Mr. Hintze made a motion for the capital planning instructions to include language that there should be an affirmative consideration of the strategic planning process in the development of agency capital plans. Senator Worley seconded the motion, which carried by voice vote.


Senator Worley then made a motion that the instructions and forms for the 2002-2008 agency capital plans be approved as amended. Representative Crall seconded the motion. It was approved by voice vote.


Chairman Clark thanked Mr. Flanery and Ms. Lassiter for their presentations.


Judge White said he is always impressed by the presentations that are made at these meetings. He said a lot of good things are happening in Kentucky state government and someone needs to get out into the state and tell people what is going on and how well state government is functioning. Judge White said the plan presented by Commissioner Russ makes sense and people should know about it. Chairman Clark said these were very good observations.


Chairman Clark introduced Debra Gabbard, Executive Director of the Office of Policy and Budget in the Transportation Cabinet, who would be representing Secretary Codell for the remainder of the meeting.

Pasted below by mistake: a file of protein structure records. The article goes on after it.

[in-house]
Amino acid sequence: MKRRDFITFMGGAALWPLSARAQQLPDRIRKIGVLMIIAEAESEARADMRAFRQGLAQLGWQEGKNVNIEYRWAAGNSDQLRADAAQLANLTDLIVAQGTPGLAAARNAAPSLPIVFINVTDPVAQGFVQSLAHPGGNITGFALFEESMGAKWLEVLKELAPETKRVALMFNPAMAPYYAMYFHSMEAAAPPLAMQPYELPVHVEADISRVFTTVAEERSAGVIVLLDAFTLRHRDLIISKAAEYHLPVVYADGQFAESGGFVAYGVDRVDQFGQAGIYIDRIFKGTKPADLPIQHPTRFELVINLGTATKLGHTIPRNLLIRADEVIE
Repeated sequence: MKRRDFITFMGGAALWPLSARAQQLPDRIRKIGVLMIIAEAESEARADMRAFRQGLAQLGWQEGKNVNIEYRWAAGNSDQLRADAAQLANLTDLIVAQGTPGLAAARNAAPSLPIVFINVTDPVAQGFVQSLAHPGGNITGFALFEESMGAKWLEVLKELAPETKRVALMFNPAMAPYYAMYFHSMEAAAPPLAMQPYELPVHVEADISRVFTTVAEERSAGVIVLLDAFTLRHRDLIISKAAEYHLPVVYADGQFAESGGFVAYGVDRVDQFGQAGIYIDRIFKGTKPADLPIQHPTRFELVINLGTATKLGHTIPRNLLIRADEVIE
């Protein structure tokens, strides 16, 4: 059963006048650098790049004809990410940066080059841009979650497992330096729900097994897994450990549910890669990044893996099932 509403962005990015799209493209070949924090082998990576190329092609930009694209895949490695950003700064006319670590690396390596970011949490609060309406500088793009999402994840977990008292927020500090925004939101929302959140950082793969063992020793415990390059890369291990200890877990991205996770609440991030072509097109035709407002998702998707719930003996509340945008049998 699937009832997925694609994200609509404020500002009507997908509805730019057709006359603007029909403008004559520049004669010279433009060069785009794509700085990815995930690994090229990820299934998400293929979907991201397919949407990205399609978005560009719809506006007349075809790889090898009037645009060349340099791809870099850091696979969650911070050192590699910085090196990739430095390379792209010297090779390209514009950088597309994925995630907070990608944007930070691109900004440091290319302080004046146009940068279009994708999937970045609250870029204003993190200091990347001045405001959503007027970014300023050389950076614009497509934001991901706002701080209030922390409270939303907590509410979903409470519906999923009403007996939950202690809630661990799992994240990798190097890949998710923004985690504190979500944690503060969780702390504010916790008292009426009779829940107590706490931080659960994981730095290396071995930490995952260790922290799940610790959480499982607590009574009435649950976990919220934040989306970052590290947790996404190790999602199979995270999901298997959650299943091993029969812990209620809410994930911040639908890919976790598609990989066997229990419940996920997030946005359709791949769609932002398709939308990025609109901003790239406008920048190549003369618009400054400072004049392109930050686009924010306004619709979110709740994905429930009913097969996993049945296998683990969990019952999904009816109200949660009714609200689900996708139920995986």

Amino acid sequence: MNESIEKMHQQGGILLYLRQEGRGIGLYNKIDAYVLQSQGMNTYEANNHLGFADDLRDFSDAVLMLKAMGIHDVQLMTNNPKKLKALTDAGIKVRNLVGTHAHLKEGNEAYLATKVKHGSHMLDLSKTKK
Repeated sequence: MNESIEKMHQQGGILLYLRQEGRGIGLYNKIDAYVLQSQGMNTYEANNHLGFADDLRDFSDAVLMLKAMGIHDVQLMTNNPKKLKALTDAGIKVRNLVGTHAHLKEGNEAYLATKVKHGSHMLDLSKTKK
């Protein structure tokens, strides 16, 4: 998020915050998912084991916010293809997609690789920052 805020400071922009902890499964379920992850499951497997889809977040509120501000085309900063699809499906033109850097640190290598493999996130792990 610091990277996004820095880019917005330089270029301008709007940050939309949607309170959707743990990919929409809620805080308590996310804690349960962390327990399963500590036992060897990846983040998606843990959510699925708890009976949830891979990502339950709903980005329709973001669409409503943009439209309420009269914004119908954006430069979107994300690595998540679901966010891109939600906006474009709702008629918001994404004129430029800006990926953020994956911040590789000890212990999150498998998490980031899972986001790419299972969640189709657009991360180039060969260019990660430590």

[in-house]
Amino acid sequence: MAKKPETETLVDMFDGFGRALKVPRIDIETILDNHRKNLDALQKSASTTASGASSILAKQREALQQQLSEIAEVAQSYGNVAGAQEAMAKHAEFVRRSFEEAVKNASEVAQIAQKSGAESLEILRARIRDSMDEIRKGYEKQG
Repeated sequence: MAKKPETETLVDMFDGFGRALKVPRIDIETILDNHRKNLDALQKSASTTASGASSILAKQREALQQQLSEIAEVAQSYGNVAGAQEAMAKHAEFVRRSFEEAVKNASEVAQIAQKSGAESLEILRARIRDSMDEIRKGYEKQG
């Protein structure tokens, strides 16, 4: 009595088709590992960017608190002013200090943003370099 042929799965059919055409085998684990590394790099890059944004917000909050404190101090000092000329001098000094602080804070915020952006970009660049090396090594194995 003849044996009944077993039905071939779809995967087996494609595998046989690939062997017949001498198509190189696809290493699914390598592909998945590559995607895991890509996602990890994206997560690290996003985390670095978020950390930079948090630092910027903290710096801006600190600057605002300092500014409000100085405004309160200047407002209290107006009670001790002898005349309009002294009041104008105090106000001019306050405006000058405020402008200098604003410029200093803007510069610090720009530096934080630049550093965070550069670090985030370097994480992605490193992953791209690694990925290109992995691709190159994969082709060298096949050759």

Returning to the agenda, Chairman Clark noted that the Board has frequently discussed the planning and construction of court facilities. Last year, these discussions resulted in recommendations to the 2000 General Assembly which were ultimately enacted as House Bill 734. Chairman Clark introduced representatives of the Administrative Office of the Courts (AOC) to present an overview of the new process put in place under HB 734.


Ms. Cicely Jaracz Lambert, Director of AOC, explained that the process is documented in a new Project Management Guide which is now a part of the administrative procedures of the Court of Justice. She then introduced Mr. Garlan Vanhook, AOC’s General Manager of Facilities; Ms. Leesa Hayden, Assistant General Manager of Facilities; and Mr. Jim King, Manager for Facilities Development and Operations. Mr. King also served as the consultant who developed the guide to the new procedures. Ms. Lambert noted that Mr. Vanhook and his staff execute duties and responsibilities for the Judicial Branch similar to those performed for the Executive Branch by the Finance and Administration Cabinet’s Department for Facilities Management.


Ms. Lambert said Court of Justice projects include new Judicial Centers and support facilities, existing Courthouse expansions, existing Courthouse renovations, adaptations of existing facilities, major repairs and upgrades, security systems, telecommunications and data processing, and furnishings. Facilities-related services and support include small construction projects, buildings and grounds support, janitorial support, utilities, security systems, information system infrastructures, technical assistance for local governments as well as Court of Justice staff, and other day-to-day facility operations.